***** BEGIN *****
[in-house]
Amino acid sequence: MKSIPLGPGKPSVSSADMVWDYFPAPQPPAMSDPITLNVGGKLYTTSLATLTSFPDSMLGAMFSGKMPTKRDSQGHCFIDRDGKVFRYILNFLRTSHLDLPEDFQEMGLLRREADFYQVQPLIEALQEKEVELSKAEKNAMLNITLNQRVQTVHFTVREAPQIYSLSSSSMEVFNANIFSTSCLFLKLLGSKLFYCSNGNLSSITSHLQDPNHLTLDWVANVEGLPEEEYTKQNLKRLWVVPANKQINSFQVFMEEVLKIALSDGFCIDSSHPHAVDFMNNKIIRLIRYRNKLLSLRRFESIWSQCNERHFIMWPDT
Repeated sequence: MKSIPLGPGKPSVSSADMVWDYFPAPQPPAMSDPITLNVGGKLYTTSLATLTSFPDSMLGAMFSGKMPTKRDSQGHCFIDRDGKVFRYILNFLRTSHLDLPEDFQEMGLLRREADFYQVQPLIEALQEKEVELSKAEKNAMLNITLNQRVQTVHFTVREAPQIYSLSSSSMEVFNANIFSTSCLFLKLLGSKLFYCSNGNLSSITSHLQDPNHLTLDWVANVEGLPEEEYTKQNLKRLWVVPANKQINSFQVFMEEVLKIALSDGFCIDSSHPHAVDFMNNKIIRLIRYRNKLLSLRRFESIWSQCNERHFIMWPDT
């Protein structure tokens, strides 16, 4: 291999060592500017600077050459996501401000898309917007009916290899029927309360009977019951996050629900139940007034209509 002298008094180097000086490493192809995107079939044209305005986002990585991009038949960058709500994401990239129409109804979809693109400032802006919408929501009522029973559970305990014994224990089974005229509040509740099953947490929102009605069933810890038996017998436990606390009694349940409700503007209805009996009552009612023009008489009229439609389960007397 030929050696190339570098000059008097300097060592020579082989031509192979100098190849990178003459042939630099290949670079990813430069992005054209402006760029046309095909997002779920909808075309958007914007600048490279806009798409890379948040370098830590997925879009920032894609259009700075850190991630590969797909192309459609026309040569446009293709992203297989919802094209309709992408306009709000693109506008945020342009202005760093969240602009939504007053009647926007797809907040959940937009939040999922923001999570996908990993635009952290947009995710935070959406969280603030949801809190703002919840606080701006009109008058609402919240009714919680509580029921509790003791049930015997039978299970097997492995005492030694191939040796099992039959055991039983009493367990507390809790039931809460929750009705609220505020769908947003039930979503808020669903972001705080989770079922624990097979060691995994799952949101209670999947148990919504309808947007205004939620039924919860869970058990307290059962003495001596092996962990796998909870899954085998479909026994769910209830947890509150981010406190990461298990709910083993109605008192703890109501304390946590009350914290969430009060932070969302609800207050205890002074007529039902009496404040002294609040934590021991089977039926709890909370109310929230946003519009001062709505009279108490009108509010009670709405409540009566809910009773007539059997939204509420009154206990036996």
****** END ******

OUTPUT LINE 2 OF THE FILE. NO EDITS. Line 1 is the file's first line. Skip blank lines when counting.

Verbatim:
Amino acid sequence: MKSIPLGPGKPSVSSADMVWDYFPAPQPPAMSDPITLNVGGKLYTTSLATLTSFPDSMLGAMFSGKMPTKRDSQGHCFIDRDGKVFRYILNFLRTSHLDLPEDFQEMGLLRREADFYQVQPLIEALQEKEVELSKAEKNAMLNITLNQRVQTVHFTVREAPQIYSLSSSSMEVFNANIFSTSCLFLKLLGSKLFYCSNGNLSSITSHLQDPNHLTLDWVANVEGLPEEEYTKQNLKRLWVVPANKQINSFQVFMEEVLKIALSDGFCIDSSHPHAVDFMNNKIIRLIRYRNKLLSLRRFESIWSQCNERHFIMWPDT